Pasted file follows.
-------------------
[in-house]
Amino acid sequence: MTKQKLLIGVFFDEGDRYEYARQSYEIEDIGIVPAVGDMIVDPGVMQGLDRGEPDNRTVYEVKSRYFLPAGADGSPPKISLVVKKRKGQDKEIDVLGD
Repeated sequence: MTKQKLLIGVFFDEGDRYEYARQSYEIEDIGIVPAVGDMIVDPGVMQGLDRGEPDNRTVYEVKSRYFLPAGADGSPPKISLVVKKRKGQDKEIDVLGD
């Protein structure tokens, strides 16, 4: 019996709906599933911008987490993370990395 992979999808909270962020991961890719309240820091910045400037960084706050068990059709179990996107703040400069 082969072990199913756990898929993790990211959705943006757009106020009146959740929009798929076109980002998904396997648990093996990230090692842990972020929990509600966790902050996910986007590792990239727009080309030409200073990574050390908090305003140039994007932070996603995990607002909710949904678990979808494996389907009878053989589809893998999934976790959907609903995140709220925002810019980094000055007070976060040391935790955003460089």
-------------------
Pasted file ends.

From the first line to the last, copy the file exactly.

[in-house]
Amino acid sequence: MTKQKLLIGVFFDEGDRYEYARQSYEIEDIGIVPAVGDMIVDPGVMQGLDRGEPDNRTVYEVKSRYFLPAGADGSPPKISLVVKKRKGQDKEIDVLGD
Repeated sequence: MTKQKLLIGVFFDEGDRYEYARQSYEIEDIGIVPAVGDMIVDPGVMQGLDRGEPDNRTVYEVKSRYFLPAGADGSPPKISLVVKKRKGQDKEIDVLGD
């Protein structure tokens, strides 16, 4: 019996709906599933911008987490993370990395 992979999808909270962020991961890719309240820091910045400037960084706050068990059709179990996107703040400069 082969072990199913756990898929993790990211959705943006757009106020009146959740929009798929076109980002998904396997648990093996990230090692842990972020929990509600966790902050996910986007590792990239727009080309030409200073990574050390908090305003140039994007932070996603995990607002909710949904678990979808494996389907009878053989589809893998999934976790959907609903995140709220925002810019980094000055007070976060040391935790955003460089």